- What happens with your dxxk?
- Are you attracted to men now?
- Why do you want to do that to yourself?
- Aren’t you afraid of being assaulted?
- What does it feel like?
Of course, there are a million such questions. I have been happy to answer any of them to those who have asked. And the lesson here is not about being trans, or coming out as trans, but about being honest and open with people. Being able to speak from the heart about these topics, and about kink, and to do so without any shame or without any desire to titillate or draw someone in—in other words, with innocence, without malice, without a desire to manipulate or to elicit some response, or with any thought of goals or objectives. To explain, to bring understanding.
Well, gosh, couldn’t this apply to any aspect of our lives? In other words, what I have learned about being out is that these lessons apply to all aspects of my life. In business, at home, at work, at play. People respond to open and honest energy. And when you engage with people in this way, you can travel together much further and much faster.
A snippet from my professional life…
A colleague has assiduously courted a business owner for the past half year, in an attempt to buy his company. The meetings and discussions have been cordial, but they have not moved forward. Separately, I was asked if I might not connect with said business owner. I did. I had a colleague who knows him ask to introduce me, and a few days later we spent twenty minutes together on the phone, result of which we are now in negotiations. I didn’t do anything. I spoke honestly. And he responded with the same. And through that process of openness, we were able to find common ground.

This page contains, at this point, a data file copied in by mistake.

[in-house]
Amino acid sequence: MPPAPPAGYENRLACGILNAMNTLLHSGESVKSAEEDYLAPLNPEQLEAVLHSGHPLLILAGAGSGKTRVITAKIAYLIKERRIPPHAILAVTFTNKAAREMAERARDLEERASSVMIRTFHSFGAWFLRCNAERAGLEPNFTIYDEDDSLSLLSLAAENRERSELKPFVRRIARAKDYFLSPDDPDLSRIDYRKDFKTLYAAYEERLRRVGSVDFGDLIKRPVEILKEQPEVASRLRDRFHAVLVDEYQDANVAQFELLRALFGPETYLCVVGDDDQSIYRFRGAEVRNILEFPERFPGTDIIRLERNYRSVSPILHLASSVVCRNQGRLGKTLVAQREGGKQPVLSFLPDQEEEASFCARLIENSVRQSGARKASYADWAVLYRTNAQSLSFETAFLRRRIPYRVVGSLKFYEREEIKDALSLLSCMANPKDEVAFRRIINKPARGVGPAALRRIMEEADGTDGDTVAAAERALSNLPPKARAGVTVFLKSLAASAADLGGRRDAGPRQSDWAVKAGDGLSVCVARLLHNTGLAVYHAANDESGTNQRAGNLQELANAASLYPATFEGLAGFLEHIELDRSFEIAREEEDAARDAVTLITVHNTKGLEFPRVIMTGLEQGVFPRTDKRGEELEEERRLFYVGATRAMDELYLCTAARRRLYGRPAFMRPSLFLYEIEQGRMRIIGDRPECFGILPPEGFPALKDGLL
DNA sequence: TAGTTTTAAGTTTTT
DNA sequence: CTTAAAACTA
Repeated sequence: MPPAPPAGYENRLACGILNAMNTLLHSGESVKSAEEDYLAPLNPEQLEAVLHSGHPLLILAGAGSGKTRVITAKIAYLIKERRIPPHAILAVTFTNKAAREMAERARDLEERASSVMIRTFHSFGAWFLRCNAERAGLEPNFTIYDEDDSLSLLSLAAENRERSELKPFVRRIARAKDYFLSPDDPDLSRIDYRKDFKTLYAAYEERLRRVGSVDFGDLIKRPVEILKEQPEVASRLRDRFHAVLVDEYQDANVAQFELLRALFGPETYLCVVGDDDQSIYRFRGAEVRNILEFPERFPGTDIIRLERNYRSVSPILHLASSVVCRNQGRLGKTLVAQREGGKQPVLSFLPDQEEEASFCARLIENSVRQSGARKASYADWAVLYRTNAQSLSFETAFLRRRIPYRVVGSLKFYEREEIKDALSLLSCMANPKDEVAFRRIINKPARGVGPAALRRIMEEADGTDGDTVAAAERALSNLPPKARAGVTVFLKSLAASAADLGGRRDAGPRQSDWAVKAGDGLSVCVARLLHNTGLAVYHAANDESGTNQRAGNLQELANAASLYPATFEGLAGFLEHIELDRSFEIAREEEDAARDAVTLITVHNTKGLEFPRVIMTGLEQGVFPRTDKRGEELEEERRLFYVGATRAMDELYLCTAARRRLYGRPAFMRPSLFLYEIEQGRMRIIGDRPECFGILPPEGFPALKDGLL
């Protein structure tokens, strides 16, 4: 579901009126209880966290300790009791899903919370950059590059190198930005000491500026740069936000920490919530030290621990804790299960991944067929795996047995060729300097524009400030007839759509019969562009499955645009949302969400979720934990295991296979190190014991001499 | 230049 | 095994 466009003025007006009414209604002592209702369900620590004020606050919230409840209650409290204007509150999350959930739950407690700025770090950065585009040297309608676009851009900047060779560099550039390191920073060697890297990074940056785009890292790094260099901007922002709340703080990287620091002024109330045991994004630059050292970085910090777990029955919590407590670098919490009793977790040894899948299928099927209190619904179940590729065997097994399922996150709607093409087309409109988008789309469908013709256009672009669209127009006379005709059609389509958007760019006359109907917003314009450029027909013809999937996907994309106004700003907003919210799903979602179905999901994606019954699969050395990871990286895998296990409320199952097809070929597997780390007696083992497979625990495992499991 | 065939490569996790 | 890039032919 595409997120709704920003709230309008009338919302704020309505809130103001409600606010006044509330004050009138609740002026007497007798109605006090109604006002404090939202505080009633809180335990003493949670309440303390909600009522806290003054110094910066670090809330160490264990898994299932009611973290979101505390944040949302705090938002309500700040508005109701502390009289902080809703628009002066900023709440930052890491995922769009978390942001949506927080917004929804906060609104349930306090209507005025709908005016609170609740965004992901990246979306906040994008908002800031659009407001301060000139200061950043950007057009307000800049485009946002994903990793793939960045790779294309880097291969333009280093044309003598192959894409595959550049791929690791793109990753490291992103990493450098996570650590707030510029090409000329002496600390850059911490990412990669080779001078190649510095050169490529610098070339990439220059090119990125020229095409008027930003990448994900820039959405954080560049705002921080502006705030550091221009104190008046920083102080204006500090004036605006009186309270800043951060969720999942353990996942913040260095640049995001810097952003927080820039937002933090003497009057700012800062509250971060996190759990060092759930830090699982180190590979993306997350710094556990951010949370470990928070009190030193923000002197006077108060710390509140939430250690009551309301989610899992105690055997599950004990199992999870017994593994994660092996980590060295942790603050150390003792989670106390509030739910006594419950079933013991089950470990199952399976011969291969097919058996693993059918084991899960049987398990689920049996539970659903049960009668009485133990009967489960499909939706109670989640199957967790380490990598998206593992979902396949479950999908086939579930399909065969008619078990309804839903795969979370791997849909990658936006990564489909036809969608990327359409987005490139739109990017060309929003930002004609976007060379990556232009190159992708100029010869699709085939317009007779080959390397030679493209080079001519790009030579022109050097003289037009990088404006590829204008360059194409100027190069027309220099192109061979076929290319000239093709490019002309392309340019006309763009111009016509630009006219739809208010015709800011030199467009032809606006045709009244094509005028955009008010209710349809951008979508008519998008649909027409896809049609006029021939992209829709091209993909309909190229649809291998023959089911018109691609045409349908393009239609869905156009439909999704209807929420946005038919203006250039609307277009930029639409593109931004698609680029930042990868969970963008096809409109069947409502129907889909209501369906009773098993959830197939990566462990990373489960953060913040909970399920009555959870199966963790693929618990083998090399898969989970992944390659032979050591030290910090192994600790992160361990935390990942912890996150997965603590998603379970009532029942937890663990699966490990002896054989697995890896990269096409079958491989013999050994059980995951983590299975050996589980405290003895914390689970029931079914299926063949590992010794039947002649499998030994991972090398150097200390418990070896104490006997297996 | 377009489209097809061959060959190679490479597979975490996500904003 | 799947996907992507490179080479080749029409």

Okay, business is different, but really it isn’t. Everything is just a microcosm of gentle human interaction. At least it can be.
The liberating feeling of letting go of the chaff
I read recently about how, and it is most often the woman, in divorce, one partner is emotionally much better off after a divorce than the other. The reason it is often the woman should be obvious, but it is sadly often the case that the woman is the one whose soul is crushed by their partner. Not always, but more often, occasioned in part, by economic dependency.
It’s funny. I deliberately chose my wife because I felt that she was strong and independent, and I was very attached to the idea of being married to a woman who was truly independent. The idea that we should all always have our “fxxk you” money is particularly true in an emotional relationship. It brings out the best in both parties. We both know that we have to earn each other’s love and respect every darn day. That is healthy. Ironically, this is what my wife stepped away from, by her choice, against mine, and is also why she is so bitter and angry now. I feel sorry for her, and I am sure she will experience the emotional rebound that the study I read shows.
I am, however, already living it. And the epiphanies that come with it, are reshaping my life in wondrous ways.
Some of my closest friends have really stepped into being this trans woman’s friend. One friend said, “we already loved you. Now we get to love even more of you.” Well, gosh, who wouldn’t love that?
They aren’t doing this out of a sense of duty. They are simply evolving with me because that’s what friends do. And I guess that the most valuable lesson for me in all of this, is to be exactly who we are. To live without fear.